George Town’s culturally diverse buildings, protected by Unesco, make the perfect backdrop for a feast.
Malaysia’s tropical island of Penang became the first outpost of the British Empire in South East Asia when Captain Francis Light landed here in 1786 and declared possession in the name of the British king. Strategically placed in the Strait of Malacca, Penang grew rich as a trading hub, earning the nickname “Pearl of the Orient”, and travellers have been drawn here ever since for the island’s vegetation and golden beaches. Today Penang is making news for a very different reason: the island’s capital, George Town, has been transformed into the latest hot destination in Asia. The buzz behind its metamorphosis is heritage, ever since Unesco awarded the capital world heritage status. And so this trip I will happily forgo sunbathing and trips into the jungle and stay instead in the heart of one of the last authentic Chinatowns.
Whenever I travel to George Town, I always treat myself – at least for the first night – to one of the colonial suites at the mythical Eastern and Oriental (E&O), one of Asia’s Grand Dame hotels. Today the E&O oozes glamour and is as palatial as any modern five-star hotel, but when I used to check in here 20 years ago, the place was living on the faded glory of an illustrious past. The same could have been said of George Town itself. Until recently, it seemed only a matter of time before the demolition wrecking balls moved into Penang’s historic Chinatown. But all that changed overnight, in 2008, when the heart of George Town earned Unesco world heritage site status in recognition of its “having a unique architectural and cultural townscape without parallel anywhere in East and South East Asia”. To maintain this privileged status, the UN body enforces extremely strict rules and regulations, and so – at a stroke – all plans for new development in the form of ubiquitous shopping malls or plush apartments were scrapped. Instead, a different breed of entrepreneurs came centre stage, brimming with creative ideas to convert ancient Chinese shophouses and mansions into stylish boutique hotels, hip restaurants and galleries.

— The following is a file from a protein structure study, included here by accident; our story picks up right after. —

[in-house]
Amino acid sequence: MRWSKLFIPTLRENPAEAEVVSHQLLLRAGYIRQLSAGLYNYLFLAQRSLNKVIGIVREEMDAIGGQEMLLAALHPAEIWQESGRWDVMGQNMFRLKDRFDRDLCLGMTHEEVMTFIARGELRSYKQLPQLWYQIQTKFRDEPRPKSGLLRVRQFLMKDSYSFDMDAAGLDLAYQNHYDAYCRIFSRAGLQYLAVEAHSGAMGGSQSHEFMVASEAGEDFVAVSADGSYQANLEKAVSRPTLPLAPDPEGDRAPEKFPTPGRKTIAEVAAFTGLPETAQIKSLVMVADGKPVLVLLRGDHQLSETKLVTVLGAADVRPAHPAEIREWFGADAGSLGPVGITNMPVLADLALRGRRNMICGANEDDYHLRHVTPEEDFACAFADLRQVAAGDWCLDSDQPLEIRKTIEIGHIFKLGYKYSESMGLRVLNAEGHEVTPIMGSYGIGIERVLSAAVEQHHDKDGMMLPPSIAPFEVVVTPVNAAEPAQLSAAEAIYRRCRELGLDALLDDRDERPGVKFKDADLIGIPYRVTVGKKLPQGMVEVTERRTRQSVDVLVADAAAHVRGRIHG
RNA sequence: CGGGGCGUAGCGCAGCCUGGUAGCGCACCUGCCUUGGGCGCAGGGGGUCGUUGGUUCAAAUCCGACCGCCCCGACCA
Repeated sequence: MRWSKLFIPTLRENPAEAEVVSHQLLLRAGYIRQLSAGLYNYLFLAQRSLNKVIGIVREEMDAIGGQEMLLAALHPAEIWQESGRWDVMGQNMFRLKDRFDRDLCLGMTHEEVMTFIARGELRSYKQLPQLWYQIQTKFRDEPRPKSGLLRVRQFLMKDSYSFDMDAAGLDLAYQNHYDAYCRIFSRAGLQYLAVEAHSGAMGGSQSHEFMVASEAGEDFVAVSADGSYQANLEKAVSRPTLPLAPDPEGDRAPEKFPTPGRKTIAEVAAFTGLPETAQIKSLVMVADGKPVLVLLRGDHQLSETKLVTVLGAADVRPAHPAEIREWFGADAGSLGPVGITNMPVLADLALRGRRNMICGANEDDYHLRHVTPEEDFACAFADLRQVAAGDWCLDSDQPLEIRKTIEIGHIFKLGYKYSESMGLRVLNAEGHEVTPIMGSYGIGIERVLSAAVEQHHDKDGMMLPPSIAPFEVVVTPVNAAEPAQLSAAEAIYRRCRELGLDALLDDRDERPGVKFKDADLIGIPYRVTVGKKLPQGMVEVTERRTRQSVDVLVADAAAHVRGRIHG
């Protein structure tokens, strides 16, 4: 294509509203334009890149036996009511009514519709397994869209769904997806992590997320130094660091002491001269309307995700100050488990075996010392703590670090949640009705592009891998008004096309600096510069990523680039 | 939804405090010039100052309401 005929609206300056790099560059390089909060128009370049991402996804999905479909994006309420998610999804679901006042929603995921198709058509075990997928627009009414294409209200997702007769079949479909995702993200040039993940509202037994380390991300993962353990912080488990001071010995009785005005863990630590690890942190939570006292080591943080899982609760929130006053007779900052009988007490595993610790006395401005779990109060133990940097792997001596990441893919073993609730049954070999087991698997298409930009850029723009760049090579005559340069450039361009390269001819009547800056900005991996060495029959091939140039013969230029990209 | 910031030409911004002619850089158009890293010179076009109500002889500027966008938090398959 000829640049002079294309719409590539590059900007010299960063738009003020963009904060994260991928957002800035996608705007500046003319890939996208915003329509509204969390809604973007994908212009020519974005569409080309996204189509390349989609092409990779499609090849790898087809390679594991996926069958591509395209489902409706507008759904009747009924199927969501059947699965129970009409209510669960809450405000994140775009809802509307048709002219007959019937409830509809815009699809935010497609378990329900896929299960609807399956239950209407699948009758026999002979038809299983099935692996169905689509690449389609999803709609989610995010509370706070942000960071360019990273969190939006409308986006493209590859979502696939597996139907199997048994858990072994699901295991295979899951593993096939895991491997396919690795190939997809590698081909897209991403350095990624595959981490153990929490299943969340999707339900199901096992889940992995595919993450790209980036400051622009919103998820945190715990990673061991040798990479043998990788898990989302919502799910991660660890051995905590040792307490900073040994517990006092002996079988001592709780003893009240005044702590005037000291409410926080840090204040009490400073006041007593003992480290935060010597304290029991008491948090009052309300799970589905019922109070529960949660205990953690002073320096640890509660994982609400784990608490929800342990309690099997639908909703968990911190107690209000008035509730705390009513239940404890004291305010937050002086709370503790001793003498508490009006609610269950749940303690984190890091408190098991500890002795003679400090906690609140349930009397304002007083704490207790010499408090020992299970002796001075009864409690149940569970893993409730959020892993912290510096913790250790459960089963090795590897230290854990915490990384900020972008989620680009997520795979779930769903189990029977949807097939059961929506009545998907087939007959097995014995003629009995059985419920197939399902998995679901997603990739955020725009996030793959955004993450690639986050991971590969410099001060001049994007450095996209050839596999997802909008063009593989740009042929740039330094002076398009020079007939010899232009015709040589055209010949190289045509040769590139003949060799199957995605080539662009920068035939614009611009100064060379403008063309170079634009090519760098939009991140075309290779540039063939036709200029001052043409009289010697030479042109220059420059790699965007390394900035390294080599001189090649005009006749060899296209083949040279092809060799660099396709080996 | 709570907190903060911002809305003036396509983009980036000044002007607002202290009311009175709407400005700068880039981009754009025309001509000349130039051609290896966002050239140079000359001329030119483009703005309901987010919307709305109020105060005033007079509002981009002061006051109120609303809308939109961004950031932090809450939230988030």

This transformation has taken time, and I want to see how authentically this historical neighbourhood has been preserved. There are a host of heritage tours on offer to visitors – from riding in the back of a rickshaw to pedalling yourself on a bicycle – but to plunge headlong into George Town’s busy Chinatown, you really need to walk, braving the 95 per cent humidity and 35°C temperatures. With this in mind, I’m setting out early at 7.45am with Joann Khaw, who is a member of the Penang Heritage Trust. We begin walking along Leboh Masjid Kapitan Keling, where almost next door to each other are the calm, elegant Kapitan Keling Mosque, then a chaotic Indian street temple with devotees kneeling on the pavement offering garlands of flowers to their favourite Hindu gods, and finally, the noisy Kuan Yin – Goddess of Mercy – Buddhist temple, where the air was thick with fragrant smoke billowing from giant purple incense sticks. It is an instant reminder that in multi-ethnic Malaysia, even a Chinatown has a marked Malay and Indian presence. The heart of George Town is the Chowrasta street market, where you can buy anything from mangoes and papaya to live chickens and wriggling crabs, exotic spices, cloves that once made Penang one of the Orient’s richest entrepots, Chinese medicines and precious gems and gold jewellery.
Two landmark mansions open to the public are stunning reminders of how opulent life in George Town used to be. The Chinese inhabitants here are known as Peranakans, “the locally born”. Successful businessmen, traders and tin miners, they created their own culture mixing Chinese with Malaysian and European influences. The Peranakan Mansion museum (www.pinangperanakanmansion.com.my), once the private home of a clan leader, is full of treasures that meticulously document life at the end of the 19th century, decorated with an eclectic mix of Chinese wood-carved panels, Scottish ironworks and Art Nouveau Bohemian stained glass. The Cheong Fatt Tze mansion (www.cheongfatttzemansion.com) is somehow even more sumptuous, known as the Blue Mansion because of its distinctively painted walls. This was built in a much more classical Chinese style for a man known as the “Rockefeller of the East”. I actually wandered in here years ago, when the place was falling apart, inhabited by squatters, and the transformation today into not just a fascinating museum but also a luxurious homestay is symbolic of the changes here.